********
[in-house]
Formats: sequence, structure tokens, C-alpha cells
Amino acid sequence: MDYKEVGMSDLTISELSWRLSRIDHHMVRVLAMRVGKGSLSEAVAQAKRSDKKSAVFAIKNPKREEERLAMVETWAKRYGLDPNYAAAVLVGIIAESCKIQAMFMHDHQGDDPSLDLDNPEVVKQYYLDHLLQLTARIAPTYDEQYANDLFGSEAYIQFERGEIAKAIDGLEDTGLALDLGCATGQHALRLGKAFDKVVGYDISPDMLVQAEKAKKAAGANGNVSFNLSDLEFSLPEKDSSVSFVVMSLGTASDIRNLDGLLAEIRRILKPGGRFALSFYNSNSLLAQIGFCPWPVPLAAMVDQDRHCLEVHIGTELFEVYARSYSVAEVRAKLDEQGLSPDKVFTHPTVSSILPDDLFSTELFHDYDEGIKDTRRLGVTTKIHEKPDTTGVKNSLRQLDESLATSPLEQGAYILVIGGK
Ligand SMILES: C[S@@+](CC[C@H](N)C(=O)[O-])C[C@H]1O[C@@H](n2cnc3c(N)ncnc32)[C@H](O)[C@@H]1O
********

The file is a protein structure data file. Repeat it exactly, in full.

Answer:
[in-house]
Formats: sequence, structure tokens, C-alpha cells
Amino acid sequence: MDYKEVGMSDLTISELSWRLSRIDHHMVRVLAMRVGKGSLSEAVAQAKRSDKKSAVFAIKNPKREEERLAMVETWAKRYGLDPNYAAAVLVGIIAESCKIQAMFMHDHQGDDPSLDLDNPEVVKQYYLDHLLQLTARIAPTYDEQYANDLFGSEAYIQFERGEIAKAIDGLEDTGLALDLGCATGQHALRLGKAFDKVVGYDISPDMLVQAEKAKKAAGANGNVSFNLSDLEFSLPEKDSSVSFVVMSLGTASDIRNLDGLLAEIRRILKPGGRFALSFYNSNSLLAQIGFCPWPVPLAAMVDQDRHCLEVHIGTELFEVYARSYSVAEVRAKLDEQGLSPDKVFTHPTVSSILPDDLFSTELFHDYDEGIKDTRRLGVTTKIHEKPDTTGVKNSLRQLDESLATSPLEQGAYILVIGGK
Ligand SMILES: C[S@@+](CC[C@H](N)C(=O)[O-])C[C@H]1O[C@@H](n2cnc3c(N)ncnc32)[C@H](O)[C@@H]1O